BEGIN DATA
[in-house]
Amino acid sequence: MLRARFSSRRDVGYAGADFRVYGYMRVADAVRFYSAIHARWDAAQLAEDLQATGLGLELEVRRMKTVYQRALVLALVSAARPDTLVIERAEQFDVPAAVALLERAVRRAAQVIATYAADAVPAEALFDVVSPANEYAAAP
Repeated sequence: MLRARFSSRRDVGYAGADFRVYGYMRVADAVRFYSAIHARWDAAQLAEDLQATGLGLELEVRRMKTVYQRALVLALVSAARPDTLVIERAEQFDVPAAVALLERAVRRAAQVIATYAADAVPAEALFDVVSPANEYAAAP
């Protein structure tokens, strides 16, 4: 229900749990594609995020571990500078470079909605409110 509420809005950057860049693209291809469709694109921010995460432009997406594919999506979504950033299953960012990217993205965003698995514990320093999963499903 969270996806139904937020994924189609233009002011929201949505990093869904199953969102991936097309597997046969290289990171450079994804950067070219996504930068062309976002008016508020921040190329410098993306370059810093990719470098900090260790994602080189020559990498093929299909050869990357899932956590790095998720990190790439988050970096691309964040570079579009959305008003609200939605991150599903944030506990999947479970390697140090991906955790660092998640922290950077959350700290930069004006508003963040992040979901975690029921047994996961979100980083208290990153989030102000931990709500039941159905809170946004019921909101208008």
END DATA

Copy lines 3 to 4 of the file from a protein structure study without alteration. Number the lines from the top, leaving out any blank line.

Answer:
Repeated sequence: MLRARFSSRRDVGYAGADFRVYGYMRVADAVRFYSAIHARWDAAQLAEDLQATGLGLELEVRRMKTVYQRALVLALVSAARPDTLVIERAEQFDVPAAVALLERAVRRAAQVIATYAADAVPAEALFDVVSPANEYAAAP
């Protein structure tokens, strides 16, 4: 229900749990594609995020571990500078470079909605409110 509420809005950057860049693209291809469709694109921010995460432009997406594919999506979504950033299953960012990217993205965003698995514990320093999963499903 969270996806139904937020994924189609233009002011929201949505990093869904199953969102991936097309597997046969290289990171450079994804950067070219996504930068062309976002008016508020921040190329410098993306370059810093990719470098900090260790994602080189020559990498093929299909050869990357899932956590790095998720990190790439988050970096691309964040570079579009959305008003609200939605991150599903944030506990999947479970390697140090991906955790660092998640922290950077959350700290930069004006508003963040992040979901975690029921047994996961979100980083208290990153989030102000931990709500039941159905809170946004019921909101208008």